Children grow up so quickly and each stage in their life should be joyful. As children transition into their toddler years, they show significant development in language and mobility, which enables toddlers to become more independent. It’s important that parents and caregivers in the child’s life respond appropriately to their toddler’s pursuit of autonomy, because it will determine how they grow and deal with future life events. Instead of making the choices for your child, focus on guiding their decision-making and creating a space for reflection. Here are a couple of ideas to foster your toddler’s independence skills in everyday life:
- Simple clean-up tasks: Toddlers are able to put their toys back after playing. You can have bins labeled with a picture of the toy, for example a box labeled with a picture of a car, that way they know all the cars go in that bin. This allows them to understand that each toy belongs in a certain place. Another simple clean up task is cleaning up the plate after a meal. For this, you can have a small trash can where they can throw away any leftovers or plastic wraps.
- Provide choices: allowing them to pick out their clothes or pajamas, their shoes, or allow them to pick out a healthy snack; this will empower them to make decisions.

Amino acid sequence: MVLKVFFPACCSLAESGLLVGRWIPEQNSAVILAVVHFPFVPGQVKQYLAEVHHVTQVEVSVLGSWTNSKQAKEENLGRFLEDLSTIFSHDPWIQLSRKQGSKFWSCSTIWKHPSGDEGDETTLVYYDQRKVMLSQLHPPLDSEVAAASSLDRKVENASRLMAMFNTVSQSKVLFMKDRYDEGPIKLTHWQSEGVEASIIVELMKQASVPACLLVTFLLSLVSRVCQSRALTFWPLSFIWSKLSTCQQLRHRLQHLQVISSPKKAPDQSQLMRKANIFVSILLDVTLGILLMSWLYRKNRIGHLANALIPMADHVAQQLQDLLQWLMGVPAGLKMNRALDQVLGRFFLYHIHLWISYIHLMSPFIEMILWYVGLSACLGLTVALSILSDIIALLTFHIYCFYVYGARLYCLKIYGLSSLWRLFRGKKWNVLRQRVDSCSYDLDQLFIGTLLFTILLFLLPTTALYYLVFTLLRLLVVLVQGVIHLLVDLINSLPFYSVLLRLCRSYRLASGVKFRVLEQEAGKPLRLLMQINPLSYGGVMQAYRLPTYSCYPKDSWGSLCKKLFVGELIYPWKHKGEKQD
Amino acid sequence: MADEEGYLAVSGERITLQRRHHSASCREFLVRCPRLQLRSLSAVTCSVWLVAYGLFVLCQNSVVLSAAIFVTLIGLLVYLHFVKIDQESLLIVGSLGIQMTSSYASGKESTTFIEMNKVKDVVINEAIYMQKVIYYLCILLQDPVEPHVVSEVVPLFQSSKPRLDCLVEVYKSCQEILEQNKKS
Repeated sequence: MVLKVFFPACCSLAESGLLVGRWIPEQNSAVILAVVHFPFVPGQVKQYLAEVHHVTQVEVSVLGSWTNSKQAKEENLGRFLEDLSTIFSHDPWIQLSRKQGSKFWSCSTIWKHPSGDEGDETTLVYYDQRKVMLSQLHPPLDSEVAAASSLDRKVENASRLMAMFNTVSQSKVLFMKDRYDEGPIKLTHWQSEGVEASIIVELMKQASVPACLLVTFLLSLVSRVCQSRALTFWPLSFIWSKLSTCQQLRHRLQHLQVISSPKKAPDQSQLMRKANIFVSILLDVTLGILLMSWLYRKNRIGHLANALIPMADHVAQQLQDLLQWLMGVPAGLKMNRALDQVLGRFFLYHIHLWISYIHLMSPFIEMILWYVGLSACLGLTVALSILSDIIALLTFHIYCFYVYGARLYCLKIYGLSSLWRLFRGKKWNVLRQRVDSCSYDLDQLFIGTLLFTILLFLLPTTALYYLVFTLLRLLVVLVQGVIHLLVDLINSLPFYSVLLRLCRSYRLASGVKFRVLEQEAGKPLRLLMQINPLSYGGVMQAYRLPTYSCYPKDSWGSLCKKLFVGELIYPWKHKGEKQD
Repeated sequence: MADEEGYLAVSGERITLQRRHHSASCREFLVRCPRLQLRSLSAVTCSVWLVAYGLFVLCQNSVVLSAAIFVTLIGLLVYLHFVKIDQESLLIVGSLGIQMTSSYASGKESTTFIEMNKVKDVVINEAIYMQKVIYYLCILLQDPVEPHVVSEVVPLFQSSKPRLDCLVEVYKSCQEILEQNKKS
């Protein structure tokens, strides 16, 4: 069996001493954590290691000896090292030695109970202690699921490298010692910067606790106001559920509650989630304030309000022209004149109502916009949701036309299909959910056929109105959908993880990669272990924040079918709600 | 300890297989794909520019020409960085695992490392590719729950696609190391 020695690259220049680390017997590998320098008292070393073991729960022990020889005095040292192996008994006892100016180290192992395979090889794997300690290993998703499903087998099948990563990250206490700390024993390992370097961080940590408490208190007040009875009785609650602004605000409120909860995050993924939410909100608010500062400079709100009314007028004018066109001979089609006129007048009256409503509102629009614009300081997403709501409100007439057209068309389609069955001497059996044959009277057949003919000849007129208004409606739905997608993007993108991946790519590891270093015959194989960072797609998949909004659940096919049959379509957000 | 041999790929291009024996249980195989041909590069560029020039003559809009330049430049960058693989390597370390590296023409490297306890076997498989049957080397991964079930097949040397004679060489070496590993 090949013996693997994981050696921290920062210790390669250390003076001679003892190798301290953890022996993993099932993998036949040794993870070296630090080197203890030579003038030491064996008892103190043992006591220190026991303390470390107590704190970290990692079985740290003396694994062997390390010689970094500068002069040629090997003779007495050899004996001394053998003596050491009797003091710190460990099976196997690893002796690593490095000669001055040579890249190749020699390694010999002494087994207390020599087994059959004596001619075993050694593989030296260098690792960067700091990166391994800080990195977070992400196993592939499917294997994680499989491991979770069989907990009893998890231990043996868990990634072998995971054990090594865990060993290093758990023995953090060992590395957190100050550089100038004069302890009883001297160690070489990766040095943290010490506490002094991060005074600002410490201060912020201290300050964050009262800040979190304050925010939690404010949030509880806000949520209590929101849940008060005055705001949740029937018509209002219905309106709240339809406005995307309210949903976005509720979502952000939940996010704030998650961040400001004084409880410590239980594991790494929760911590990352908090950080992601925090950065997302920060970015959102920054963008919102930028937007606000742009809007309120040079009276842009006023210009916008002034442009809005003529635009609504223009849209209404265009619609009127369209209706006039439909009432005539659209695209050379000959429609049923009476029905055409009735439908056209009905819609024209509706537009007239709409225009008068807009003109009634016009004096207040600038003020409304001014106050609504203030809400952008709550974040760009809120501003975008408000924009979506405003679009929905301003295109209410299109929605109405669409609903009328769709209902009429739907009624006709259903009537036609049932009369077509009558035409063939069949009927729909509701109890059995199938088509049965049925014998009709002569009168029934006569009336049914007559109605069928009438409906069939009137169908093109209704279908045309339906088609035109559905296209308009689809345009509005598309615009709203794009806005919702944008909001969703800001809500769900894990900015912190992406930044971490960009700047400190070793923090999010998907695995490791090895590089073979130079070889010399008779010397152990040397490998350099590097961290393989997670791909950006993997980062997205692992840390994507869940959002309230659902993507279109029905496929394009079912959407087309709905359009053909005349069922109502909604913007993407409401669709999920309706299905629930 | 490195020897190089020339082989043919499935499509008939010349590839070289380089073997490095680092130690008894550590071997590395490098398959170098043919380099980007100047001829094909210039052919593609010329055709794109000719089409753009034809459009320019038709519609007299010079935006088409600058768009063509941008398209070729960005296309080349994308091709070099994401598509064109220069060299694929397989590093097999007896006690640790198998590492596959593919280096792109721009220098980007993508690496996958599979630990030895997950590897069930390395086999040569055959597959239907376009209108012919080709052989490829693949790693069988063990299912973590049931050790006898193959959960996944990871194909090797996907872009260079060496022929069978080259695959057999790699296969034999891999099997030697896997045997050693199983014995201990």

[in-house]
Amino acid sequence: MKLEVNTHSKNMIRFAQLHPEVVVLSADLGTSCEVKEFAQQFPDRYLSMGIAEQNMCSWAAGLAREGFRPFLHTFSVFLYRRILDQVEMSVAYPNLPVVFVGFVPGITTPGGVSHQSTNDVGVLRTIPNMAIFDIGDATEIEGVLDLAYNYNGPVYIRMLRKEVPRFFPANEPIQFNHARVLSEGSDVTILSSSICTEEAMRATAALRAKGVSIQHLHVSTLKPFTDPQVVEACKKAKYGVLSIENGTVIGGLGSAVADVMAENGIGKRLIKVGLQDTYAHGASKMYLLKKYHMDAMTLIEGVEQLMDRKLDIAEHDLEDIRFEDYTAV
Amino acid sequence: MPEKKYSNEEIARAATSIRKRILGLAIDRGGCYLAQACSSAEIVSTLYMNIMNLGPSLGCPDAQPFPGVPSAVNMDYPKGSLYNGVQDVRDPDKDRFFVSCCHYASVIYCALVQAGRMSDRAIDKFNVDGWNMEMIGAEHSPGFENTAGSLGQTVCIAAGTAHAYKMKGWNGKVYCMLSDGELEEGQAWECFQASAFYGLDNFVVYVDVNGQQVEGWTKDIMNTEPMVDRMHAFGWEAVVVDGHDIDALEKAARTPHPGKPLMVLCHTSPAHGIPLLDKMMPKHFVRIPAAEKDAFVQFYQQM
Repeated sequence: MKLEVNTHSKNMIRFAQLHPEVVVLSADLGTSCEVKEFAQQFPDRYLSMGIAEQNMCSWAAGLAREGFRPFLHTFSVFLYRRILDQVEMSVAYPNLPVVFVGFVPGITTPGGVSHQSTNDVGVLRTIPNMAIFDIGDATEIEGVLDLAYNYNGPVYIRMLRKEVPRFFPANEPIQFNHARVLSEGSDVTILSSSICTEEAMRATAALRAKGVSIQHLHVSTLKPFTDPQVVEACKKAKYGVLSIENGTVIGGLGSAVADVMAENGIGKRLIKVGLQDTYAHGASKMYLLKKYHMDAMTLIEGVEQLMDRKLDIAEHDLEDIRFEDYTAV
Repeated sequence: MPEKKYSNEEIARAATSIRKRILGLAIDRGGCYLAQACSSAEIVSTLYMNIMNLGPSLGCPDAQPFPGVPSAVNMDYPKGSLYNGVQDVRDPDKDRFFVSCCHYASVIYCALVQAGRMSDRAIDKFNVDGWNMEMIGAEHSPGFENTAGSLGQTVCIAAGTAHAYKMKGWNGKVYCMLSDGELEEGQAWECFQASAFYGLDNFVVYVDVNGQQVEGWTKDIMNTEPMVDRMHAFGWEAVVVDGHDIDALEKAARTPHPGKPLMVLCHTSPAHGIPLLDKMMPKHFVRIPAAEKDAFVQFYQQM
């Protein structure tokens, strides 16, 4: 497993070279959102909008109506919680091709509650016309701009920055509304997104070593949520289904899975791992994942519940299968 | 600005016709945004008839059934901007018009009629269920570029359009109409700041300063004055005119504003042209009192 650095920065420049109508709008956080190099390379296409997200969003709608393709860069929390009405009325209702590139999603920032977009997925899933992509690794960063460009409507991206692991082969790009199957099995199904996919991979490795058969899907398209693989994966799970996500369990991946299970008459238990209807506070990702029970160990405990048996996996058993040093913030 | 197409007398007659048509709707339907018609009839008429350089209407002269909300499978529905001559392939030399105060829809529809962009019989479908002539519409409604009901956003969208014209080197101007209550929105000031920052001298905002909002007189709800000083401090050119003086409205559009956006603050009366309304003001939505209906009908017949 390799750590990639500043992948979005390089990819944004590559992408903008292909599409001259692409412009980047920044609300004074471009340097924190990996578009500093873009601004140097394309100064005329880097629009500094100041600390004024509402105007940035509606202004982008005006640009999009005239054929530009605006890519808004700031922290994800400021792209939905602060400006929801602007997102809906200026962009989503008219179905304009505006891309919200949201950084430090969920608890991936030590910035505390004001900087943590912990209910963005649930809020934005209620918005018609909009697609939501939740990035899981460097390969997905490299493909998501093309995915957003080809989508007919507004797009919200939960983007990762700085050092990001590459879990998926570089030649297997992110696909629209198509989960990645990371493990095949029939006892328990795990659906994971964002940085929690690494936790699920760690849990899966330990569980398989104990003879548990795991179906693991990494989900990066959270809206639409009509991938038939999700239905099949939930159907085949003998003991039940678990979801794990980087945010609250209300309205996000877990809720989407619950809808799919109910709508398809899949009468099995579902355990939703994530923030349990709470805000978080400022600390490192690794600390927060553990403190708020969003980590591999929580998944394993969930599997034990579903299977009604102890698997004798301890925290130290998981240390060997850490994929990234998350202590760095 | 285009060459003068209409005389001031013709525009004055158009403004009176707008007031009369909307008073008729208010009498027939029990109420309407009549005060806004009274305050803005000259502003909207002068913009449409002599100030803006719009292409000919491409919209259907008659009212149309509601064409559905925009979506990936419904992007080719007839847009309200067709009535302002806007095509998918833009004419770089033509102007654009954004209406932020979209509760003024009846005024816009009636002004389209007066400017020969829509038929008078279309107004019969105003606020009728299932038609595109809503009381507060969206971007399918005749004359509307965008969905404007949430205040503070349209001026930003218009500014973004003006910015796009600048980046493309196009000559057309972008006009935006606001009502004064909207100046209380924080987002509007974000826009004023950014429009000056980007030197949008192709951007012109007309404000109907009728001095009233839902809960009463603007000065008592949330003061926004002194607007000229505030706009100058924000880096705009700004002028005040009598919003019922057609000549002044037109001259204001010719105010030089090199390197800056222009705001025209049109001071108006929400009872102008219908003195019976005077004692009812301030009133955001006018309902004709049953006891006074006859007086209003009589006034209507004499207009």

- Create opportunities to interact: ask your child to help in the kitchen, simple tasks such as washing fruits and vegetables, pouring milk, or putting the pasta into the cooking pot. While they do this, ask them about the recipe or what are their favorite food is.
Another opportunity for interaction is around bedtime. Consider asking them to pick a book they would like to read and enjoy that time together.
To avoid disagreements in your daily schedule, please realize you can allow your child independence by focusing on how they want to complete tasks based on their own independent decisions rather than focusing on how to avoid the task altogether. For example, if your child has difficulty cleaning up before bedtime, you can provide a choice such as whether they would like to start with the blocks or the stuffed animals. Another tip when using choices is telling them what comes next in your schedule. For example, it’s almost time for a bath, so you can ask your child: which toy would you like to take to the bathtub today? This will help smooth a transition that might be difficult because they are picking a toy they like and will make bath time more fun.
These are some of the many activities you can do at home to encourage independence for your toddlers. If you have any questions or would like more ideas, you may contact me at my office number: 402-821-2151 or my email: firstname.lastname@example.org. I serve Saline, Gage, Jefferson and the Southeast area.